Opioid-mediated facilitation of long-term potentiation at the lateral perforant path-dentate granule cell synapse.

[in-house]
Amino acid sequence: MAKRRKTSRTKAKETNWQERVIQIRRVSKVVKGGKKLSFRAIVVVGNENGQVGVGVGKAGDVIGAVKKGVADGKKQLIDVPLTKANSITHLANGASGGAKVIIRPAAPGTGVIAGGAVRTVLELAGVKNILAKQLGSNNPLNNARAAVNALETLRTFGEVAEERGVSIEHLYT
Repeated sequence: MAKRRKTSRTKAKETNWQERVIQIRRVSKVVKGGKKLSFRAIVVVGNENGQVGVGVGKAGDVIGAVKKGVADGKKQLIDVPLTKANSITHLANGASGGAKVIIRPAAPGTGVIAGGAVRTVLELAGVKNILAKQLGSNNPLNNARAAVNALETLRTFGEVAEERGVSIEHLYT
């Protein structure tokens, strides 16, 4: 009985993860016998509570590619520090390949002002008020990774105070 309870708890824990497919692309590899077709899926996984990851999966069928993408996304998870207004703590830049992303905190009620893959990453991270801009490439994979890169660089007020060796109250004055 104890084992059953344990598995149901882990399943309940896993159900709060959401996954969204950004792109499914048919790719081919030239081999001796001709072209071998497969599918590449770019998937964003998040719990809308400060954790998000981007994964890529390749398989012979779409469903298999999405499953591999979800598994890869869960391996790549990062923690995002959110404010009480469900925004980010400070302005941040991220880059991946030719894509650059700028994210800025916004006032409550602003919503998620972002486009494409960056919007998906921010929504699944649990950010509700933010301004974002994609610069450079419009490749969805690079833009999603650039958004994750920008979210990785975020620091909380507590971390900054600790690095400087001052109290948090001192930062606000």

Opioid effects on the development of long-term potentiation (LTP) were investigated at the lateral perforant path (LPP)-dentate granule cell synapse of the hippocampal slice. High frequency stimuli were delivered to the outer molecular layer of the dentate to tetanize the LPP. Significant LTP was induced in the amplitude of the orthodromic population spike and the slope of the population excitatory postsynaptic potential recorded from the granule cell layer and molecular layer. Bath application of naloxone (0.1-10 microM), an opioid antagonist, induced a dose-dependent reduction in the potentiation of both orthodromic population spike and excitatory postsynaptic potential evoked in the LPP, but not in adjacent medial perforant path. PLO17 ([N-MePhe3-D-Pro4]morphiception; 0.3 or 1 microM), a mu opioid agonist, reduced the threshold for LTP and increased the amount of LTP in the LPP. PLO17 also reduced recurrent inhibition and enhanced an N-methyl-D-aspartate (NMDA) receptor-mediated component in single pulse-evoked field potentials in the LPP. The effects of PLO17 were antagonized by 1 microM naloxone and the NMDA receptor antagonist D-2-amino-5-phosphonovaleric acid (100 microM). These findings suggest that endogenous opioids released during high frequency stimulation play an important role in the induction of LTP at the LPP synapses. A mu receptor-mediated disinhibition which increases current flow through NMDA channels may contribute to the opioid enhancement of LTP in the dentate gyrus.
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